'Breath Of Earth' Is A Brisk, Relevant Alt-History Barnstormer
More than a century later, the 1906 San Francisco earthquake remains a dramatic, traumatic moment in American history. That makes it the perfect vector for an alternate history novel — a potential that isn't lost on Beth Cato. In her latest novel, Breath of Earth, the Nebula-nominated author casts off from the wholly fabricated fantasy world of her acclaimed steampunk duology, The Clockwork Dagger and The Clockwork Crown. Instead, she sets Breath of Earth at the center — indeed, the epicenter — of a magic-infused, reality-warped version of San Francisco circa 1906. In so many ways, it's a city on the brink. And Cato doesn't let you forget that for a second.
Breath of Earth opens on April 15, 1906, three days before the quake took place in our world. Cato's world, though, is strikingly not ours. Following Japan's intervention in the U.S. Civil War, which included military aid in the form of magic, the two countries formed an alliance called the Unified Pacific. Since then, the superpower has consolidated its hold on the globe through its use of geomancy: magic drawn from the energy of the earth itself. By 1906, the Unified Pacific is waging a never-ending war with rival power China, leading to the oppression of Chinese-Americans on the West Coast. Ingrid Carmichael is a 25-year-old secretary to Warden Sakaguchi of the Earth Wardens Cordilleran Auxiliary, a group that uses geomancy for the public good — so long as it aligns with the interests of the Unified Pacific.
When the Auxiliary is mysteriously attacked, the headstrong Ingrid begins owning her considerable geomantic power, which she's had to suppress due to the sexism of the age. And as she struggles through a web of homegrown unrest and geopolitical intrigue, a dashing Southerner named Cy Jennings sparks feelings she's not ready to deal with. Cato already proved her expertise as weaving romance with adventure in her Clockwork books, and in Breath of Earth, she keeps that chemistry breezy; in fact, the book as a whole strikes a nervy balance between easygoing charm and suspense, especially as the four-day-long plot counts down to the fateful quake that threatens to destroy much more than a chunk of San Francisco.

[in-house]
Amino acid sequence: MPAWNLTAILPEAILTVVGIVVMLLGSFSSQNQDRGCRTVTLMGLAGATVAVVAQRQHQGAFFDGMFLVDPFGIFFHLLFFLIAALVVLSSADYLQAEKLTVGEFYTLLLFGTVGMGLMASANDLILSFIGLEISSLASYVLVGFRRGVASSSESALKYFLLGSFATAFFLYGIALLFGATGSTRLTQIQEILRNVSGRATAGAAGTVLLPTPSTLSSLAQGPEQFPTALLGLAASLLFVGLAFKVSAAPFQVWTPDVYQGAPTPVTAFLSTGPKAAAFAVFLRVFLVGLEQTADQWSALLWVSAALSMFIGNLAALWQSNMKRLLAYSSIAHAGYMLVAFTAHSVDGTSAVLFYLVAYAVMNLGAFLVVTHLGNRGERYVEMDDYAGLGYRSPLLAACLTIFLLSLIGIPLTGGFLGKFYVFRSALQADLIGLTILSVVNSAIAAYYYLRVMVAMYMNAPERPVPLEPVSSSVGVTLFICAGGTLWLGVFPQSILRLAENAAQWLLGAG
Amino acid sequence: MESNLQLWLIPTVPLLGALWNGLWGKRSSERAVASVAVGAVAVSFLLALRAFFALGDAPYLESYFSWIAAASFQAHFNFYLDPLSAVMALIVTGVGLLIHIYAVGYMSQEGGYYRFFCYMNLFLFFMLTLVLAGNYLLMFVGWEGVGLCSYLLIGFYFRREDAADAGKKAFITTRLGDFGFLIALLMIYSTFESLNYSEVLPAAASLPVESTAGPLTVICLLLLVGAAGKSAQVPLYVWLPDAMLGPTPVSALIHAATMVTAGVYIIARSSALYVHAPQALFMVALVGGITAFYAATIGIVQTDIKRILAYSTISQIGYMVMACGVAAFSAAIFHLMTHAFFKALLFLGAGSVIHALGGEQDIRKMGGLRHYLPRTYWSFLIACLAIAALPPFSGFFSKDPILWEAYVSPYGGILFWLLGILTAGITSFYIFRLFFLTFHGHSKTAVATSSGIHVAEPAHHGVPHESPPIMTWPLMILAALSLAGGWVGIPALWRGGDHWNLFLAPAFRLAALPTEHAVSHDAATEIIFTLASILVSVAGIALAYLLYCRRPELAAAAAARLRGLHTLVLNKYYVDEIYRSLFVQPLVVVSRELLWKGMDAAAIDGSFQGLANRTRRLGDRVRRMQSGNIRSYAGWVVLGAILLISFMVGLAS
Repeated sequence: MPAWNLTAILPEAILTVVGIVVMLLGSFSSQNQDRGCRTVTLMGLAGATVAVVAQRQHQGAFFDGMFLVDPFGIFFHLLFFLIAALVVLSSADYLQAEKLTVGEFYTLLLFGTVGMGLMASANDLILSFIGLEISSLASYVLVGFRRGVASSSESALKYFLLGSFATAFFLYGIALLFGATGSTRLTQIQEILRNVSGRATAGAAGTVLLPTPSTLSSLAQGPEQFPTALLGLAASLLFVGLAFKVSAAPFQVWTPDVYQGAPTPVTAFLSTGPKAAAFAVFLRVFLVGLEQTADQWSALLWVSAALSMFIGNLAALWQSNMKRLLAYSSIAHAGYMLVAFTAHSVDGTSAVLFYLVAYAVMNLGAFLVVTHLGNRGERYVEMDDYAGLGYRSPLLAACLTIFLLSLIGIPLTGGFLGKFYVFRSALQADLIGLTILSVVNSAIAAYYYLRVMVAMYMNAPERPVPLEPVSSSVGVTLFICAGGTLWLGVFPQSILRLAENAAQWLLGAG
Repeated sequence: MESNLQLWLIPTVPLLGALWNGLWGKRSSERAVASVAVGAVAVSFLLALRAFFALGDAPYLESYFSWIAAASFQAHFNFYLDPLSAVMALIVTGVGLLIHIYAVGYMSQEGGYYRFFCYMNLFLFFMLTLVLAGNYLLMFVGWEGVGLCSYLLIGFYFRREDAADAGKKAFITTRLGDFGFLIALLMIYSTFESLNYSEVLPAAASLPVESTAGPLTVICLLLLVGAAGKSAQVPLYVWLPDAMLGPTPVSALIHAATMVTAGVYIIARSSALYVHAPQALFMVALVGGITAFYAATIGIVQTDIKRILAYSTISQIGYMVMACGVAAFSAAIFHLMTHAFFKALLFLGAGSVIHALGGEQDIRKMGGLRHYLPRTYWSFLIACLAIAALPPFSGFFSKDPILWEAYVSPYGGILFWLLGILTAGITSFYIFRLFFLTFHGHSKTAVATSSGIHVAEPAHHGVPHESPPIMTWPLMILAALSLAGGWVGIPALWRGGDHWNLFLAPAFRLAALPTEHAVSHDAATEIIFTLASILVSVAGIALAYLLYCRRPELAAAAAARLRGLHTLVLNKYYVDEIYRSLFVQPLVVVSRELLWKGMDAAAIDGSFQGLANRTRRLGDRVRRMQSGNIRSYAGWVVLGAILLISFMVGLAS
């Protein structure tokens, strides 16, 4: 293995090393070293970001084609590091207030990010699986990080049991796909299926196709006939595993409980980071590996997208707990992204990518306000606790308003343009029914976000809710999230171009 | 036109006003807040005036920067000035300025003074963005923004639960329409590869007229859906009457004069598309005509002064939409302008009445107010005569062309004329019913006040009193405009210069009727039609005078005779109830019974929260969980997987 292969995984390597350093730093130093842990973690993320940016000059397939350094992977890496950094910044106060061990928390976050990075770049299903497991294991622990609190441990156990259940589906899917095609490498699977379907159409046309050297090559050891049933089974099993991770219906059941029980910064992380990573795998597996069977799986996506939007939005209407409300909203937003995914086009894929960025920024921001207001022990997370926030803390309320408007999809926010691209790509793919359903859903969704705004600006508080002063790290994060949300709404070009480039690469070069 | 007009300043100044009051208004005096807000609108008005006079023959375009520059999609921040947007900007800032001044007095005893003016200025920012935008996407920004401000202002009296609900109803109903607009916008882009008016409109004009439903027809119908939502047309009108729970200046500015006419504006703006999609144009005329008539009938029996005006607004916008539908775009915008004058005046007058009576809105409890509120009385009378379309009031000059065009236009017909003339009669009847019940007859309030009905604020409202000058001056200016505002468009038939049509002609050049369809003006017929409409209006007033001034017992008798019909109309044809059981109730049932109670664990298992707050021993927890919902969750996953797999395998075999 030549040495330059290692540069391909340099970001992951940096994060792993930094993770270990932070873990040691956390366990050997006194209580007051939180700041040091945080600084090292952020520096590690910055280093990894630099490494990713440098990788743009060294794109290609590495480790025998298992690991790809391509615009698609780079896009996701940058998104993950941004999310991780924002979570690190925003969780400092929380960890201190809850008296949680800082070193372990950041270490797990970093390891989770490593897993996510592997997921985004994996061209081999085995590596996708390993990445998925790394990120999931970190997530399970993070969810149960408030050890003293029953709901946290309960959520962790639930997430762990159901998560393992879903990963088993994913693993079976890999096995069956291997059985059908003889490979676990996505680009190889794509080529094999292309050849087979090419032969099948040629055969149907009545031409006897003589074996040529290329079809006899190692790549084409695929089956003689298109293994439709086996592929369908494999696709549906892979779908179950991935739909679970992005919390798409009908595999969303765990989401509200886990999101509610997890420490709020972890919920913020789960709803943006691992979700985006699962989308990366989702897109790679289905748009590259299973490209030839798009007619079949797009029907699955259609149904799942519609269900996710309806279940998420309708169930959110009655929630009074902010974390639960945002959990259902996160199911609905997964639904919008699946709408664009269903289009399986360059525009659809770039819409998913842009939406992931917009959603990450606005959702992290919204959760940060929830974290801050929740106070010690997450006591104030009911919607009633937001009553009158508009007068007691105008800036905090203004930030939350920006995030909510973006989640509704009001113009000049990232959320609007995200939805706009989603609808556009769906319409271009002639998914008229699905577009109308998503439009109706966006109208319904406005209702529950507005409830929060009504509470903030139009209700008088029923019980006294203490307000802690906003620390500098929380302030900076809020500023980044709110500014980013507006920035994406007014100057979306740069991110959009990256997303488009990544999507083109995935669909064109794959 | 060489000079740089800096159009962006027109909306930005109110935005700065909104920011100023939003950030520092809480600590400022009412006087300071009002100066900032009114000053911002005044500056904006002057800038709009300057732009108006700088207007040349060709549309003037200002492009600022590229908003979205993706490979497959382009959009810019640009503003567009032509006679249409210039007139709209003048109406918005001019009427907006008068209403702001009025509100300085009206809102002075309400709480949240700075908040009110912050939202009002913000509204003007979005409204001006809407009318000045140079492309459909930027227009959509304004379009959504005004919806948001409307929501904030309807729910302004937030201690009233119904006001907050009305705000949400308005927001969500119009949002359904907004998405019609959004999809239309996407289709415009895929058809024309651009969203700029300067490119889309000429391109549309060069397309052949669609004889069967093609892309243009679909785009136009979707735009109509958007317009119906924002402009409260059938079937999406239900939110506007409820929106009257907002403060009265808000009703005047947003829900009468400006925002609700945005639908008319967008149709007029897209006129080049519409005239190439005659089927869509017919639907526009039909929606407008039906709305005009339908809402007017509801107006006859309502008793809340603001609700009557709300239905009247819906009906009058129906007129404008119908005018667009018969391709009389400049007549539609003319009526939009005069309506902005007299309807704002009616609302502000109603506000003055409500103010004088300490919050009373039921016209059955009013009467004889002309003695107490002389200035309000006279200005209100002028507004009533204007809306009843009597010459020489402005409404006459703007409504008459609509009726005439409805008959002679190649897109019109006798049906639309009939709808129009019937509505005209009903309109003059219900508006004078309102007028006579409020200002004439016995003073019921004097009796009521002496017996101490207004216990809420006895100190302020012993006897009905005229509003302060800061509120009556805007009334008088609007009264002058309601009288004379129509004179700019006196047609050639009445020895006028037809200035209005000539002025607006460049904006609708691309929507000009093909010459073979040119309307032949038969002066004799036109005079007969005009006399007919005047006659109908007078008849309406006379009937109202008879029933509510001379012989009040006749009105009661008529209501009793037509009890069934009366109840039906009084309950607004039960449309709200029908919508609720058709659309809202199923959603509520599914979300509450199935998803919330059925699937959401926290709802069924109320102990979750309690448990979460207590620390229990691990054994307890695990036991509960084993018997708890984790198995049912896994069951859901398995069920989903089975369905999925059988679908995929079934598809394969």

Cato's exhaustive research of the time and place gives the book texture and grit, and she hasn't whitewashed what was a very problematic chapter of America's history.
As brisk as Cato's plot is, it's also straightforwardly simple. But she embroiders it richly with gorgeous period setpieces, imaginative speculation and the charismatic Ingrid herself, a hero-coming-into-her-own full of gumption and dimension. Cato's system of earth-based magic is fun to dig into, so to speak, and she injects plenty of swashbuckling action into her conceptual playground. There's even some good-old-fashioned, goggles-and-airships steampunk barnstorming to sink your teeth into, another welcome holdover from the Clockwork books.
Where Breath of Earth really shines, though, is in its detail and relevance. Cato's exhaustive research of the time and place gives the book texture and grit, and she hasn't whitewashed what was a very problematic chapter of America's history. She spotlights the plight of the Chinese-American population of the West Coast in the early 20th century with sensitivity and attention; at the same time, that tension becomes essential to the story, especially as it boils over into the streets of San Francisco. Historical figures like Teddy Roosevelt weave throughout the story with neat twists. And the book speaks to this century, too. It may take place in an alternate universe over a hundred years ago, but it deals with the issues of xenophobia, racism, sexism and anti-immigrant hatred set against a backdrop of perpetual war, a situation that feels familiar today. Rather than taking a soapbox stand, Breath of Earth makes its points as a witty, charming adventure yarn — one that's only as escapist as you want to be.
Jason Heller is a senior writer at , a Hugo Award-winning editor and author of the novel Taft 2012.
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